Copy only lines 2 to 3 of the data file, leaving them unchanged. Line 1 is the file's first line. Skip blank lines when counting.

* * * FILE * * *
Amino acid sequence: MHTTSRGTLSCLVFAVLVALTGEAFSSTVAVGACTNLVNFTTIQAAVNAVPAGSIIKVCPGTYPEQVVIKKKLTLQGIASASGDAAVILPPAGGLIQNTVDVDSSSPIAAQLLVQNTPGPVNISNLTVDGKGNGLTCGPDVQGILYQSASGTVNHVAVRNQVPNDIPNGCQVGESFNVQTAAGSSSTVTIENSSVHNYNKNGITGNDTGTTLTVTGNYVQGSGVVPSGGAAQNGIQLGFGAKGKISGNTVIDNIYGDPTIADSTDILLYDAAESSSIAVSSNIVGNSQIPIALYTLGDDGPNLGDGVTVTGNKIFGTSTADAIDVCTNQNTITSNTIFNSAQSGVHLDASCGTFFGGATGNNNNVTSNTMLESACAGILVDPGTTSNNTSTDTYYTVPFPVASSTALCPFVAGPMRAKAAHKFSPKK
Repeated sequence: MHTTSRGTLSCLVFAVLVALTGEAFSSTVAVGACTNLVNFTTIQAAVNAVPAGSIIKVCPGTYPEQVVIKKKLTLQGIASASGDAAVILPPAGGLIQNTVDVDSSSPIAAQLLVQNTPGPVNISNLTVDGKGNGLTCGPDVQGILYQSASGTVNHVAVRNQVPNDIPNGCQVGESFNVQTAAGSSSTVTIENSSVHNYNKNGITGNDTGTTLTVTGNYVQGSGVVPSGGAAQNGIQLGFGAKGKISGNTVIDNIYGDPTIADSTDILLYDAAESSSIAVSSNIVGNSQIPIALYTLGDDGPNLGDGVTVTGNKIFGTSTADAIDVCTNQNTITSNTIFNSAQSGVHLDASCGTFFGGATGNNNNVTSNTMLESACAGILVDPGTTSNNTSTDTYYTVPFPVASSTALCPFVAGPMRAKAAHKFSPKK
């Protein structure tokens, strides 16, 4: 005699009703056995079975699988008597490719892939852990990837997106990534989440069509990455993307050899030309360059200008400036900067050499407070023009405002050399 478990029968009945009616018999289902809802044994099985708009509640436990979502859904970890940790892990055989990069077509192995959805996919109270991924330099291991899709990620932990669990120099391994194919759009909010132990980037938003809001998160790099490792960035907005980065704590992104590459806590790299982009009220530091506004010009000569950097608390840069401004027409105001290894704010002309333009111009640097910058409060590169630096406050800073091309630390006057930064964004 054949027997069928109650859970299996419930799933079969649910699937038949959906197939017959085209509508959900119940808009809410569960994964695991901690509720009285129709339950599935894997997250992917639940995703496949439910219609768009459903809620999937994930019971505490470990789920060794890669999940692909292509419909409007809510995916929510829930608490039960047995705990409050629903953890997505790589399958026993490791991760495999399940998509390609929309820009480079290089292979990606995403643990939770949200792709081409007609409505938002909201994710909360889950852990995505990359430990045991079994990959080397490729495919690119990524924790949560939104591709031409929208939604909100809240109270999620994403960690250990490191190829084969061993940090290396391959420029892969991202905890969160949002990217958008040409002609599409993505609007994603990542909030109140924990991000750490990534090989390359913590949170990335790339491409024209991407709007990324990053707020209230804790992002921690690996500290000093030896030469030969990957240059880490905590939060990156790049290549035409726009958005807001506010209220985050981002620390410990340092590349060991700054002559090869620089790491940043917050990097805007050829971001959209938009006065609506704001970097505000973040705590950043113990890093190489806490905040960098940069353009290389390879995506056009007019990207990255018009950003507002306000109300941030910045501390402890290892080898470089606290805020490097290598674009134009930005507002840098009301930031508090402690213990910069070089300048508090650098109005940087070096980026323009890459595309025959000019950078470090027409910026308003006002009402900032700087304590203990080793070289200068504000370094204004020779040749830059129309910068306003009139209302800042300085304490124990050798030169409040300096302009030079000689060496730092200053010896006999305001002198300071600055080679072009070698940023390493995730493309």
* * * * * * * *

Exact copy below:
Repeated sequence: MHTTSRGTLSCLVFAVLVALTGEAFSSTVAVGACTNLVNFTTIQAAVNAVPAGSIIKVCPGTYPEQVVIKKKLTLQGIASASGDAAVILPPAGGLIQNTVDVDSSSPIAAQLLVQNTPGPVNISNLTVDGKGNGLTCGPDVQGILYQSASGTVNHVAVRNQVPNDIPNGCQVGESFNVQTAAGSSSTVTIENSSVHNYNKNGITGNDTGTTLTVTGNYVQGSGVVPSGGAAQNGIQLGFGAKGKISGNTVIDNIYGDPTIADSTDILLYDAAESSSIAVSSNIVGNSQIPIALYTLGDDGPNLGDGVTVTGNKIFGTSTADAIDVCTNQNTITSNTIFNSAQSGVHLDASCGTFFGGATGNNNNVTSNTMLESACAGILVDPGTTSNNTSTDTYYTVPFPVASSTALCPFVAGPMRAKAAHKFSPKK
């Protein structure tokens, strides 16, 4: 005699009703056995079975699988008597490719892939852990990837997106990534989440069509990455993307050899030309360059200008400036900067050499407070023009405002050399 478990029968009945009616018999289902809802044994099985708009509640436990979502859904970890940790892990055989990069077509192995959805996919109270991924330099291991899709990620932990669990120099391994194919759009909010132990980037938003809001998160790099490792960035907005980065704590992104590459806590790299982009009220530091506004010009000569950097608390840069401004027409105001290894704010002309333009111009640097910058409060590169630096406050800073091309630390006057930064964004 054949027997069928109650859970299996419930799933079969649910699937038949959906197939017959085209509508959900119940808009809410569960994964695991901690509720009285129709339950599935894997997250992917639940995703496949439910219609768009459903809620999937994930019971505490470990789920060794890669999940692909292509419909409007809510995916929510829930608490039960047995705990409050629903953890997505790589399958026993490791991760495999399940998509390609929309820009480079290089292979990606995403643990939770949200792709081409007609409505938002909201994710909360889950852990995505990359430990045991079994990959080397490729495919690119990524924790949560939104591709031409929208939604909100809240109270999620994403960690250990490191190829084969061993940090290396391959420029892969991202905890969160949002990217958008040409002609599409993505609007994603990542909030109140924990991000750490990534090989390359913590949170990335790339491409024209991407709007990324990053707020209230804790992002921690690996500290000093030896030469030969990957240059880490905590939060990156790049290549035409726009958005807001506010209220985050981002620390410990340092590349060991700054002559090869620089790491940043917050990097805007050829971001959209938009006065609506704001970097505000973040705590950043113990890093190489806490905040960098940069353009290389390879995506056009007019990207990255018009950003507002306000109300941030910045501390402890290892080898470089606290805020490097290598674009134009930005507002840098009301930031508090402690213990910069070089300048508090650098109005940087070096980026323009890459595309025959000019950078470090027409910026308003006002009402900032700087304590203990080793070289200068504000370094204004020779040749830059129309910068306003009139209302800042300085304490124990050798030169409040300096302009030079000689060496730092200053010896006999305001002198300071600055080679072009070698940023390493995730493309």